Plants turn sunlight into fuel in a process called photosynthesis, but how exactly does it work? Find out from U. of Michigan physicists.
The phrase “in the blink of an eye” is used to describe something that happens so quickly we can barely register it. But did you know that when a plant turns sunlight into food, the initial steps of that process happen quadrillions of times in the milliseconds it takes for your eyelids to close and open again?
Now, imagine being able to trace and record that process. Using superfast lasers, that’s exactly the challenge a team of physicists at the University of Michigan have tackled for a recent study showing how certain photosynthetic organisms take in light and use it for fuel.
Seeing the light
Plants and other organisms like heliobacteria have been using photosynthesis–or, the conversion of solar energy to chemical energy–for more than three billion years. But this study, published in May 2021, seeks to map out that ancient architecture and capture what really goes on inside microscopic “reaction centers.”
According to the paper, the motor that makes photosynthesis run is known as a “charge-separated state.” The process differs slightly across species, depending on the specific reaction center, but here’s a general outline of what takes place: Pigments in certain proteins absorb particles of light (or photons), which are then sent to the reaction center. Inside the center, an electron becomes excited and moves around. As it moves, it leaves behind a positive charge, creating the separation.
However, it’s often difficult to see what’s actually happening on such a small scale–especially since the process tends to be monochrome. In most photosynthetic organisms, the pigments sending off the excited electron absorb the same color of light as the pigments taking in the electron.
Study author Jennifer Ogilvie, a physicist at the University of Michigan, likens the process to tracking someone in a distant crowd where everyone was wearing the same thing, such as a blue jacket. Not only would it be difficult to see the person, but you wouldn’t even be able to track the person in one fluid scene; you’d have to do it through a series of snapshots.
So to make visualization easier, the researchers turned to heliobacteria, whose reaction centers are thought to be a common ancestor across all modern photosynthetic species. The heliobacteria’s reaction centers contain not just chlorophyll, but bacteriochlorophyll, which absorbs a different color of light, giving off something easier to view, perhaps like a pop of red in a sea of blue.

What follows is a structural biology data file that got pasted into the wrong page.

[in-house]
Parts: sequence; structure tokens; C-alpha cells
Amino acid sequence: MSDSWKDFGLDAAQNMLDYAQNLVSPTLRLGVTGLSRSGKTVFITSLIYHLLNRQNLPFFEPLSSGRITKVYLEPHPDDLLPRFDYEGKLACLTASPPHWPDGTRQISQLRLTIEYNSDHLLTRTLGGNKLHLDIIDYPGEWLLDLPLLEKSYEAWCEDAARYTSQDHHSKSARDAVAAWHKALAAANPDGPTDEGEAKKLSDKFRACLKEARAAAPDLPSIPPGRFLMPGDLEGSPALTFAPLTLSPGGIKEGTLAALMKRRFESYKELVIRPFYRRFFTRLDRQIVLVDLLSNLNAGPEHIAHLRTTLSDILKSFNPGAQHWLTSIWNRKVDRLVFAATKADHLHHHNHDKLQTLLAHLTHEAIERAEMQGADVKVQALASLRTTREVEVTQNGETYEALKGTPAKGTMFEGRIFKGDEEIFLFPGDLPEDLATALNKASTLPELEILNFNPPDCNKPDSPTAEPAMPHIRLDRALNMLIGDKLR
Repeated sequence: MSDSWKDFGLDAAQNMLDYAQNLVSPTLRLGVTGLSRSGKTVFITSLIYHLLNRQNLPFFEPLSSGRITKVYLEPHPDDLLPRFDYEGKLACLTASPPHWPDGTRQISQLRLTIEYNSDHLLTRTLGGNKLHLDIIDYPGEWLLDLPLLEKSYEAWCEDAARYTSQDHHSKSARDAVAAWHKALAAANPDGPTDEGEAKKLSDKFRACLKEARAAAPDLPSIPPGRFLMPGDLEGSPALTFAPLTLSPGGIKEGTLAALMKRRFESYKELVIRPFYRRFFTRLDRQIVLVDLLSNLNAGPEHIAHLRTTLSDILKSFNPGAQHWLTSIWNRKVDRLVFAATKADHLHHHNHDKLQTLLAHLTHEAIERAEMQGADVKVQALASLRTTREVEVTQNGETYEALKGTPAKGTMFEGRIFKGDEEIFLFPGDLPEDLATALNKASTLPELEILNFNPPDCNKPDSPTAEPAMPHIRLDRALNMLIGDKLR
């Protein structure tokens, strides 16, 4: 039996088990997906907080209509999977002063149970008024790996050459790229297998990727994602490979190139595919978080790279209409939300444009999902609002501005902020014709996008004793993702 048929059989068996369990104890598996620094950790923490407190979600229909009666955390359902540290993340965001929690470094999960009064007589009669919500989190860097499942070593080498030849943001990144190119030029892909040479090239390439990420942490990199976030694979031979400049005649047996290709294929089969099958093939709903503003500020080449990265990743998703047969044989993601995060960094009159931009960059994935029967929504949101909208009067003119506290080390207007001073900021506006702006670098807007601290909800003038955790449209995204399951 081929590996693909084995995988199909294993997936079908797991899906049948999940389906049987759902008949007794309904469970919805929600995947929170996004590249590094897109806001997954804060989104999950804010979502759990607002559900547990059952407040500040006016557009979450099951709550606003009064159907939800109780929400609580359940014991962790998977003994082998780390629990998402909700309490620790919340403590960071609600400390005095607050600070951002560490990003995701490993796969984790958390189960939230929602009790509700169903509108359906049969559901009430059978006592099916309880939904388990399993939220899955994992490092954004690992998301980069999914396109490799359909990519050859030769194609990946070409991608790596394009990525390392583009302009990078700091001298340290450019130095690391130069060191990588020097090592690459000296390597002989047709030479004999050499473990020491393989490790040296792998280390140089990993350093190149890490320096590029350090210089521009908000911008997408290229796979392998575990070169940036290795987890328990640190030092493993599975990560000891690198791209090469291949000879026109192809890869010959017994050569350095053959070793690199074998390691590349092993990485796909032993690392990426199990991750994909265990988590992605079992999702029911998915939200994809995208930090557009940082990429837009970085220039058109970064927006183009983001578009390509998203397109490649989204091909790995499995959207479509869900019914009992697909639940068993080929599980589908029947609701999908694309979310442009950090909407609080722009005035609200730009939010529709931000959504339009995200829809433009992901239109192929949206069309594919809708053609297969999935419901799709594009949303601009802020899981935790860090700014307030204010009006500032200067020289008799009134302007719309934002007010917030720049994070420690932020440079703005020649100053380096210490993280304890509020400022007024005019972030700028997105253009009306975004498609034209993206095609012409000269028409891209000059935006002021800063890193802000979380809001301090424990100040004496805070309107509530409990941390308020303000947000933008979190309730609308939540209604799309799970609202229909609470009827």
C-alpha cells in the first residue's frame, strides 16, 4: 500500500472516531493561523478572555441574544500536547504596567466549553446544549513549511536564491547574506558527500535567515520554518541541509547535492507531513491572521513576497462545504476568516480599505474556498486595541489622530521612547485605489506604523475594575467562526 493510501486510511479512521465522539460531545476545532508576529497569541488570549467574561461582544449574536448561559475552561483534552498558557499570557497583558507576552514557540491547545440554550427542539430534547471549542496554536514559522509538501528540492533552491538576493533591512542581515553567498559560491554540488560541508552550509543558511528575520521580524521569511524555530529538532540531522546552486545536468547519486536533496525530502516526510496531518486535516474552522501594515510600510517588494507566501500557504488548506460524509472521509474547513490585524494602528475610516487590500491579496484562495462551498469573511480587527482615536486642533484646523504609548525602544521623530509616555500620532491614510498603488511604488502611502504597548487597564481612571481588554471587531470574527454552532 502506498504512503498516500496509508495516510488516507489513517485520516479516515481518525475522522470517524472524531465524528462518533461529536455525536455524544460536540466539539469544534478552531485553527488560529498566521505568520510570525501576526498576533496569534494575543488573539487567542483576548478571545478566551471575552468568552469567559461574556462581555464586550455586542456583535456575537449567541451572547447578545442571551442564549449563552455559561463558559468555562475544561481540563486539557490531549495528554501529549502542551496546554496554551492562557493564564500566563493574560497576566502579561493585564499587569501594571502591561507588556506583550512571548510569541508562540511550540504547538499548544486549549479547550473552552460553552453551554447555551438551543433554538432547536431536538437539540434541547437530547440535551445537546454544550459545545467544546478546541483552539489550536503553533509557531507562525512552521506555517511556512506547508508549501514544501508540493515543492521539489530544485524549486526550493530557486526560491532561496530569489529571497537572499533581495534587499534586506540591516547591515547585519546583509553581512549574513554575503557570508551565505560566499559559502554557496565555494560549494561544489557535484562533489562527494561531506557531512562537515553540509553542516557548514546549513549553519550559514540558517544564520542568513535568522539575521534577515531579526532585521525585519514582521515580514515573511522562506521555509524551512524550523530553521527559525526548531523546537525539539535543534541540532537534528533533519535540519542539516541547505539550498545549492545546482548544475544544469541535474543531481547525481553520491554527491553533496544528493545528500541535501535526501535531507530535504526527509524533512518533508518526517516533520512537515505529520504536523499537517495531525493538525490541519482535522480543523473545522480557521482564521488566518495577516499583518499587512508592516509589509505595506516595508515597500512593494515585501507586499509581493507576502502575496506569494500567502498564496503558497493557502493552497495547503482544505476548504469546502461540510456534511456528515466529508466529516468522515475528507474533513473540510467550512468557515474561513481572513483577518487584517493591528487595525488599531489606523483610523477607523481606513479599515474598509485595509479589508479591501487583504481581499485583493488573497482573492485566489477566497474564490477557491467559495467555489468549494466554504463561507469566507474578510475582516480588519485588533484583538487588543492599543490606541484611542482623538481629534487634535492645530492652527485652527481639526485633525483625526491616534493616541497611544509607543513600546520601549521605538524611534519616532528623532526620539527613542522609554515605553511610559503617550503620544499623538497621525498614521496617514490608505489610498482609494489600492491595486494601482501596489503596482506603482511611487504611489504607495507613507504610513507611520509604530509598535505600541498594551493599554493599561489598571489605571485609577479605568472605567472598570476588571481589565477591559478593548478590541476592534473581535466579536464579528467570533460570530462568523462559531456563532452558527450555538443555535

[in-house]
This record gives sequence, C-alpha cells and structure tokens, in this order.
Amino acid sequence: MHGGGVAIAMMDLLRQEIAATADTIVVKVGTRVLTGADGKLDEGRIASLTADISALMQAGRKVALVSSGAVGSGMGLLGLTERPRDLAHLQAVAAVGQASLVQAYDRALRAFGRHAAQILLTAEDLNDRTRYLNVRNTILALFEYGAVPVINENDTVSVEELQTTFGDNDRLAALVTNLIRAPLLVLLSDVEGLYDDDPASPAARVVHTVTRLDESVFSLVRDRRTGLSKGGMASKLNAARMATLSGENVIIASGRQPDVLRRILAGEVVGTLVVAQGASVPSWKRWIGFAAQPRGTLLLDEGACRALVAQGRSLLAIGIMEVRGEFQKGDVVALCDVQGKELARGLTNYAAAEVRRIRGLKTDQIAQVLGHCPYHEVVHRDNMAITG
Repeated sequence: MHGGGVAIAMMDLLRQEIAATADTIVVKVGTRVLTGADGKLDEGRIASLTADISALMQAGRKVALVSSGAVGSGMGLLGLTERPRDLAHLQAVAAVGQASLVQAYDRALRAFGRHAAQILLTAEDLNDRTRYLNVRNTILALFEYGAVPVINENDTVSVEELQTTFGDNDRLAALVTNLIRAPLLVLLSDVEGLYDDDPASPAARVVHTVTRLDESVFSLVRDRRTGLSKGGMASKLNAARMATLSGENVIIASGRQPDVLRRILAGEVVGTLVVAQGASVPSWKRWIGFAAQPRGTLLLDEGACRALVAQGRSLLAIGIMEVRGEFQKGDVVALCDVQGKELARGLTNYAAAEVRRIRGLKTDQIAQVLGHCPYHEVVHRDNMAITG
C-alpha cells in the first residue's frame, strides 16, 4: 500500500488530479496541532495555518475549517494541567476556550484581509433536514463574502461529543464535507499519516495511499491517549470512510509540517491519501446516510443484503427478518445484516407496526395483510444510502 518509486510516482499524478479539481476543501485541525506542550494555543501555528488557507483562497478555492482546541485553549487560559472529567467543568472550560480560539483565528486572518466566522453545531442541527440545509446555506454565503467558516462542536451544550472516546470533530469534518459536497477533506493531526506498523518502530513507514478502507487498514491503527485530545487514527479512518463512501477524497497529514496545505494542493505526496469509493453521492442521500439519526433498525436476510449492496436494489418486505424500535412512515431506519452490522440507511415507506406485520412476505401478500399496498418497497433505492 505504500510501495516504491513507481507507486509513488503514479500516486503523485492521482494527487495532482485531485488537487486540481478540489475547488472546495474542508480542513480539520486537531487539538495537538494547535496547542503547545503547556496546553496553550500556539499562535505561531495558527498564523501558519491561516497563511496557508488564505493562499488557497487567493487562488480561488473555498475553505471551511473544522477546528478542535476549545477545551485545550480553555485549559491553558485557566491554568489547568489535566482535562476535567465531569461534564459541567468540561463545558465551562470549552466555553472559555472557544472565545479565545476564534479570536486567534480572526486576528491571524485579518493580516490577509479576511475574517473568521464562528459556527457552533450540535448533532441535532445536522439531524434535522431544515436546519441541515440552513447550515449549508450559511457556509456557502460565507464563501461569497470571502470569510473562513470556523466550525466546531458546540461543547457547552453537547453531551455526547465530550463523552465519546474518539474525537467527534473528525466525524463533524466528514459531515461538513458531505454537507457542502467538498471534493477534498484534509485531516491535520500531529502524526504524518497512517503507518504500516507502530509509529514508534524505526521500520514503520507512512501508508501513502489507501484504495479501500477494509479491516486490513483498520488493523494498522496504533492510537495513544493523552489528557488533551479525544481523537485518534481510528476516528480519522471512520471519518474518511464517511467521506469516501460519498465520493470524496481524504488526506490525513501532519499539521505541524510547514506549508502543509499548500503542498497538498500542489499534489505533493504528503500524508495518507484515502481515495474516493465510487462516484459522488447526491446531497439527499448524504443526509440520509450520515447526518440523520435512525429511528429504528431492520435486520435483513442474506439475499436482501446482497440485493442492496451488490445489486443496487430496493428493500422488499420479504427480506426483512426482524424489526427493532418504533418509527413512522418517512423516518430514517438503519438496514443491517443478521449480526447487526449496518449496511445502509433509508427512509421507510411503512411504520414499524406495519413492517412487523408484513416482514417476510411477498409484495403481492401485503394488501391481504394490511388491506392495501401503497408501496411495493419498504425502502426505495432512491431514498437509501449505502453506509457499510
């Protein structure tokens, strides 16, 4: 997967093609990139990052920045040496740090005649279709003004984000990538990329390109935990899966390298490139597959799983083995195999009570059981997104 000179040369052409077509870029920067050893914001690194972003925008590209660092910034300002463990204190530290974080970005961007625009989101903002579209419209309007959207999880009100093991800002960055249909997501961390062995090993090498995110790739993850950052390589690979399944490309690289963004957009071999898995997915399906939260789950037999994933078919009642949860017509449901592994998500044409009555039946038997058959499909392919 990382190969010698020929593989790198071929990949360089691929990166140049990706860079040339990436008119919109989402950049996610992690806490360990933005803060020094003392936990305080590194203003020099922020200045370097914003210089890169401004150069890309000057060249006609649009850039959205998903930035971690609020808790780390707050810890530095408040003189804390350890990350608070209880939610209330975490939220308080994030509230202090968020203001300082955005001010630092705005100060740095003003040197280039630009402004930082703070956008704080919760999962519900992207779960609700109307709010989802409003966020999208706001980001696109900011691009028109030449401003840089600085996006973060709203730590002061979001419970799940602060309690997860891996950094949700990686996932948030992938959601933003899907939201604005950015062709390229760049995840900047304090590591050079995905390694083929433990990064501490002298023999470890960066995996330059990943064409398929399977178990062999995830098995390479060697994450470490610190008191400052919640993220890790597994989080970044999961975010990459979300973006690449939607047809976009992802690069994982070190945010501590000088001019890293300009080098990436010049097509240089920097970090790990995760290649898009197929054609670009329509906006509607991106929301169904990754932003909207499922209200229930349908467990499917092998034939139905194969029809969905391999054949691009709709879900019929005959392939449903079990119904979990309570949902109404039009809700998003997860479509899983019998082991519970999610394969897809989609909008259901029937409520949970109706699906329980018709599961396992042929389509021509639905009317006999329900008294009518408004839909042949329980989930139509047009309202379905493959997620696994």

“If the person you were watching was wearing a red jacket, you could follow them much more easily,” Ogilvie says. “This system is kind of like that: It has distinct markers.”
But how are scientists able to view something this small–and speedy–in the first place? Ogilvie and her team employed a type of superspeed spectroscopy in the lab of fellow author Yin Song. Spectroscopy uses electromagnetic waves and rays, including light waves, to interact with a subject and produce a snapshot of a light spectrum to show what’s happening beyond what humans can see.
For this study, the team fired extremely short, precise laser pulses at samples of the heliobacteria, planning varied time intervals between pulses to see how each one reacts with the sample differently. As in the process described earlier, the bacteria’s reaction centers become excited when the specially colored lasers hit them, and the type of light they absorb informs researchers about how these centers are structured. This information also allows scientists to determine how the centers handle energy directed at them in the form of light, a peek at the sort of mysteries spectroscopy can uncover.
“Spectroscopy allows us to follow a structure as it’s functioning, as the energy is being absorbed and making its way through those first energy conversion steps,” Ogilvie says.
Now that the researchers have figured out how reaction centers kick off photosynthesis in heliobacteria, Ogilvie is hopeful future studies can use these theories to better understand how plants carry out their photosynthesis. The new information on these ancient processes might also help improve photovoltaic technology for things like solar panels, having an indirect but meaningful impact on fighting climate change, which could be a bright spot for us all–plant, bacteria or otherwise.
This study was published in the peer-reviewed journal Nature Communications.
Song, Y., Sechrist, R., Nguyen, H.H. et al. Excitonic structure and charge separation in the heliobacterial reaction center probed by multispectral multidimensional spectroscopy. Nat Commun 12, 2801 (2021). https://doi.org/10.1038/s41467-021-23060-9
About the Author
Mackenzie Myers Fowler is a science writer, avid knitter, and former field station ragamuffin. She holds an MFA in nonfiction writing but would be a soil scientist if she could do it all over again. She lives in Michigan with her husband, her cat, and a plethora of houseplants.